Preclinical model looked at cytokine release syndrome, neutropenia
Experts call work a “major advancement” in understanding these toxicities
Poised to help improve quality of life in patients treated with CAR-T therapy
During the 64th annual meeting of the American Society of Hematology (ASH), held December 10-13 in New Orleans, Louisiana, Roswell Park Comprehensive Cancer Center pre-doctoral trainee Payal Goala, MS, BS, presented research findings that hold potential to help address two significant toxicities associated with Chimeric Antigen Receptor (CAR) T-cell therapy.
“This study will be the first ever preclinical model that is able to recapitulate two different types of toxicities—cytokine release syndrome and neutropenia—that are shown to co-occur in patients with hematologic malignancies after the administration of CAR T-cell therapy,” notes Goala.
While breakthroughs in cellular therapy treatment have led to major improvements in survival for patients with B-cell acute lymphoblastic leukemia (B-ALL), recent investigation has highlighted the negative impact of CAR-T related adverse events, particularly cytokine release syndrome and cytopenias such as neutropenia.
Cytokine release syndrome occurs when the patient’s immune cells hyper respond to CAR T-cell infusion, which causes significant inflammation leading to a wide-range of symptoms including fever, nausea, and organ damage. Neutropenia is the inability of the body to produce enough neutrophils that are necessary to protect against infections.
“Therefore, co-occurrence of cytokine release syndrome and neutropenia has been shown in previous studies and clinical trials to be detrimental to the overall survival of patients post-treatment, as they are prone to frequent illnesses and hospitalizations,” Goala explains.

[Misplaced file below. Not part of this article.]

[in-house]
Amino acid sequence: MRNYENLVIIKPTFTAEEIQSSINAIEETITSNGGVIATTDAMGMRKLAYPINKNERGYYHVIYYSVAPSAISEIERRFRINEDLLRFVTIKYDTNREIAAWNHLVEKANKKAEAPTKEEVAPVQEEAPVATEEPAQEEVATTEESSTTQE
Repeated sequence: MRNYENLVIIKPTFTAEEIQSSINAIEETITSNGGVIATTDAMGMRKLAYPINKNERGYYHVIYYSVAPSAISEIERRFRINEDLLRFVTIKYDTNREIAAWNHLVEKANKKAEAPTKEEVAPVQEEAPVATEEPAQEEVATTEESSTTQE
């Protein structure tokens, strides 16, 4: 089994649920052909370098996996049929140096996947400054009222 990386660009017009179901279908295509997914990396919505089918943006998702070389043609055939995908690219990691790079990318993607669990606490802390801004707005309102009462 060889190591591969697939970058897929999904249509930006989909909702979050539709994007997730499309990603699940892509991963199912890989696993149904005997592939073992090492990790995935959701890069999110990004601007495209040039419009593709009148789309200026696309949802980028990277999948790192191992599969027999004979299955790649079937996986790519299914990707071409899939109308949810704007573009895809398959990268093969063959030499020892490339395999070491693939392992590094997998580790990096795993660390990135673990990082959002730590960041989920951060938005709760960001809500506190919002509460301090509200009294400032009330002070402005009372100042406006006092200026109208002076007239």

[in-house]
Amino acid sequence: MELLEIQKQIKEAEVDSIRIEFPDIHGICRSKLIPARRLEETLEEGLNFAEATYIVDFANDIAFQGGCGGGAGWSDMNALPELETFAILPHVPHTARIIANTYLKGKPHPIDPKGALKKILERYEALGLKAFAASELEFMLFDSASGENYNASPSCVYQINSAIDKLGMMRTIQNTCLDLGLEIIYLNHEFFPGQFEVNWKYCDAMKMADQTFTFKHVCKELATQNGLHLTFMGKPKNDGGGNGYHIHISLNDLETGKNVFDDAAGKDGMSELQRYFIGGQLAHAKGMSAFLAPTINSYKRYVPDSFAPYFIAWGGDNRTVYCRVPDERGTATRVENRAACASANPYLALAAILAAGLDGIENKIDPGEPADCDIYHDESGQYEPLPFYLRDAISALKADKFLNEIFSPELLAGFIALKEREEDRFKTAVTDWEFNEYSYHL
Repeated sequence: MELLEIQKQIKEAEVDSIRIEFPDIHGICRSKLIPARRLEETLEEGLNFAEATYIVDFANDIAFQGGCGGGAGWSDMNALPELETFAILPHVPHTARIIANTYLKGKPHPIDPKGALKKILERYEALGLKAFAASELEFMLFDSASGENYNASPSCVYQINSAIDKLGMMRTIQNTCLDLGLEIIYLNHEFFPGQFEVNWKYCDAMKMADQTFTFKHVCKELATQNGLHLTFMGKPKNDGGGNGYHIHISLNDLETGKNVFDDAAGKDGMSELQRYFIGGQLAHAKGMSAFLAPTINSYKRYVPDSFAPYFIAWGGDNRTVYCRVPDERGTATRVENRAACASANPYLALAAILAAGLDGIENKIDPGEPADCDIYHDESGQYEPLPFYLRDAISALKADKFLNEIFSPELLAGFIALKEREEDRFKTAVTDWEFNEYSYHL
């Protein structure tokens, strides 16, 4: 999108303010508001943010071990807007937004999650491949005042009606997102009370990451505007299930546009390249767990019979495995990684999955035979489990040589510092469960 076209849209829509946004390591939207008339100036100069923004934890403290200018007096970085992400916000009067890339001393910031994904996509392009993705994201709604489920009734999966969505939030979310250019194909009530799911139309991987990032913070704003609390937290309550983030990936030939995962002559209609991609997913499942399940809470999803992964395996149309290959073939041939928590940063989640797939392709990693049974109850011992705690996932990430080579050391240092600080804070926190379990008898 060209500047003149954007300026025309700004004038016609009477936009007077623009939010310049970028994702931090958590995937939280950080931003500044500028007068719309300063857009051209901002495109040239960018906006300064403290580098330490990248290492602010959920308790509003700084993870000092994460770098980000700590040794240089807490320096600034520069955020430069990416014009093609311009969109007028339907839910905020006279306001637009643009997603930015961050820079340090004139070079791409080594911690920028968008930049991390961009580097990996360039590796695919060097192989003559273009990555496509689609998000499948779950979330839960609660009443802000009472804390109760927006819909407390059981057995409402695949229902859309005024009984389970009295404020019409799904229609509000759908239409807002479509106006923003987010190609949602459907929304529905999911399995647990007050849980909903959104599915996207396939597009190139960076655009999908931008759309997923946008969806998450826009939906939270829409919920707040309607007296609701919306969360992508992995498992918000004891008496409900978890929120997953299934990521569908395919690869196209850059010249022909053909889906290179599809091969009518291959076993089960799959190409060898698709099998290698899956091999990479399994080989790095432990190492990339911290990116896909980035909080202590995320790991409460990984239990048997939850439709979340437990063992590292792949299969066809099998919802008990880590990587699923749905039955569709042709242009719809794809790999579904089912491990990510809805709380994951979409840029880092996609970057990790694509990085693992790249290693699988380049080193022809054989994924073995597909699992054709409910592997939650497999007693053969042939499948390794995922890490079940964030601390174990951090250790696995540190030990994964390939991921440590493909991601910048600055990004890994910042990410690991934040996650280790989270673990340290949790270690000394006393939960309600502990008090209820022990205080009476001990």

Prior to this research, no models have been able to recapitulate multiple CAR-T related cytotoxic effects in a single in vivo model.
“Having this model at our disposal is a major advancement toward understanding the mechanisms of these CAR-T induced toxicities. We will use it to accelerate the development of therapeutic approaches to overcome the limitations of these incredibly promising cellular therapies,” notes study senior author Marco Davila, MD, PhD, Vice Chair of Cellular Therapies and Associate Director for Translational Research at Roswell Park.
To establish a model that has the capability to study both cytokine release syndrome and neutropenia, Dr. Davila, Goala and colleagues examined the role of IL-2R? in inducing CAR-T related toxicities.
They hypothesized that knockout of IL-2R?, which is required for regulatory T cell maintenance, will lead to severe cytokine release syndrome after CAR-T infusion. An already established IL-2R? -/- or IL-2R? KO model was used to test this theory and the data showed that injection with only CAR-T cells resulted in severe cytokine release syndrome based on elevated serum levels of IL6, IFNg, and TNFa.
The team also observed a significant decrease in neutrophil concentration among IL2R? KO mice treated with CAR-T, which suggests that the loss of IL2R? not only regulates cytokine release syndrome but also plays a crucial role for neutrophils. This model, Goala explains, will improve our understanding of the crosstalk between CAR-T and host immune components, such as macrophages and neutrophils, that are altered during these adverse events.
“Although we have drugs available to manage symptoms of cytokine release syndrome and neutropenia, it is clear that patients with cytopenias have worse outcomes. The lack of an in vivo model hindered our effort to understand why this co-occurrence is happening,” Goala concludes. “Through our study, we will be able to answer some of these questions that can help improve the quality of life of our CAR-T treated cancer patients.”
This first-of-its-kind model was validated while Goala was at Moffitt Cancer Center. She is now working with her team at Roswell Park to identify therapeutic options that can address these toxicities and improve patient outcomes.